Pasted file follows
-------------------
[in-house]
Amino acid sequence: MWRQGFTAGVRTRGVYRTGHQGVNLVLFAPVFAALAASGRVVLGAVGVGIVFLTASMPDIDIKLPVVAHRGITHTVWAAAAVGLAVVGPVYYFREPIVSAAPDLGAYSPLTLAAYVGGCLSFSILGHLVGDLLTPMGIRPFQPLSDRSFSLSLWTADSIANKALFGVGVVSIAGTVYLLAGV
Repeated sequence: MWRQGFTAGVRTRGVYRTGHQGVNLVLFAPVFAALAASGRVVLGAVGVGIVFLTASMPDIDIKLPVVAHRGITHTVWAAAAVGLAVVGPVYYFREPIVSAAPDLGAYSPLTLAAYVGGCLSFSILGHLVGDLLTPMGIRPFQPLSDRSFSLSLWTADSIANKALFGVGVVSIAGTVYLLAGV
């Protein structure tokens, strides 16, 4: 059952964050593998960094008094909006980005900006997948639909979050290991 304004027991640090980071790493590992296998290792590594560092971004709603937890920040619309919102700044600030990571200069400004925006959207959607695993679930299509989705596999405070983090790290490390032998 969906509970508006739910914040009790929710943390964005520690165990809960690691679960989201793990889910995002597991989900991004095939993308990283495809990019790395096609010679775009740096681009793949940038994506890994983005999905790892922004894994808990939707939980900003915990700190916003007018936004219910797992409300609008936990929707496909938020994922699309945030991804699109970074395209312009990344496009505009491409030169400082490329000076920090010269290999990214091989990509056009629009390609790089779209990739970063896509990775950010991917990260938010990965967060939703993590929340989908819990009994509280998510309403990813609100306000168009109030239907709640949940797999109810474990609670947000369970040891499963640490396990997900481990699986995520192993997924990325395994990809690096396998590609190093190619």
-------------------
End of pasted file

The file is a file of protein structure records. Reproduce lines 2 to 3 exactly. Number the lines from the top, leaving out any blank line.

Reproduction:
Amino acid sequence: MWRQGFTAGVRTRGVYRTGHQGVNLVLFAPVFAALAASGRVVLGAVGVGIVFLTASMPDIDIKLPVVAHRGITHTVWAAAAVGLAVVGPVYYFREPIVSAAPDLGAYSPLTLAAYVGGCLSFSILGHLVGDLLTPMGIRPFQPLSDRSFSLSLWTADSIANKALFGVGVVSIAGTVYLLAGV
Repeated sequence: MWRQGFTAGVRTRGVYRTGHQGVNLVLFAPVFAALAASGRVVLGAVGVGIVFLTASMPDIDIKLPVVAHRGITHTVWAAAAVGLAVVGPVYYFREPIVSAAPDLGAYSPLTLAAYVGGCLSFSILGHLVGDLLTPMGIRPFQPLSDRSFSLSLWTADSIANKALFGVGVVSIAGTVYLLAGV